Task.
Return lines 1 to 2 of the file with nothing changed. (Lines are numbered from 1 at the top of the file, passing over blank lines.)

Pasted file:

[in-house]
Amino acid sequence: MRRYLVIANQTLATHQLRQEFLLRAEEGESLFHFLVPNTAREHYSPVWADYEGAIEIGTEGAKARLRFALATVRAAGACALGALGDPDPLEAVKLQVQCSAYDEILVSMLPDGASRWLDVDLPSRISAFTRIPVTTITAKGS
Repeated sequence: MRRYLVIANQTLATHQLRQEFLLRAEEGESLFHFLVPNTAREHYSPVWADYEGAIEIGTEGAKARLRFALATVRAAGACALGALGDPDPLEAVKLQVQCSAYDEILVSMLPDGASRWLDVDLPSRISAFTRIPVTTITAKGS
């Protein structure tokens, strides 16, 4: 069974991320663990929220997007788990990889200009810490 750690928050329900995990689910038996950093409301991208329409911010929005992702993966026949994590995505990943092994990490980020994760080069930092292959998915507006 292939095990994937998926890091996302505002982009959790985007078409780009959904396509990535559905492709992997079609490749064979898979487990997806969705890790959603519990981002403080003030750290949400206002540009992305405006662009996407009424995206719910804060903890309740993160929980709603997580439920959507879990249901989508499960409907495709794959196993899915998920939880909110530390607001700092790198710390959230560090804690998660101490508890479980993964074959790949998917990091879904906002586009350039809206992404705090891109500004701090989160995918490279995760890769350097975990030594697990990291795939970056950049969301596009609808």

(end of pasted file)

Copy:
[in-house]
Amino acid sequence: MRRYLVIANQTLATHQLRQEFLLRAEEGESLFHFLVPNTAREHYSPVWADYEGAIEIGTEGAKARLRFALATVRAAGACALGALGDPDPLEAVKLQVQCSAYDEILVSMLPDGASRWLDVDLPSRISAFTRIPVTTITAKGS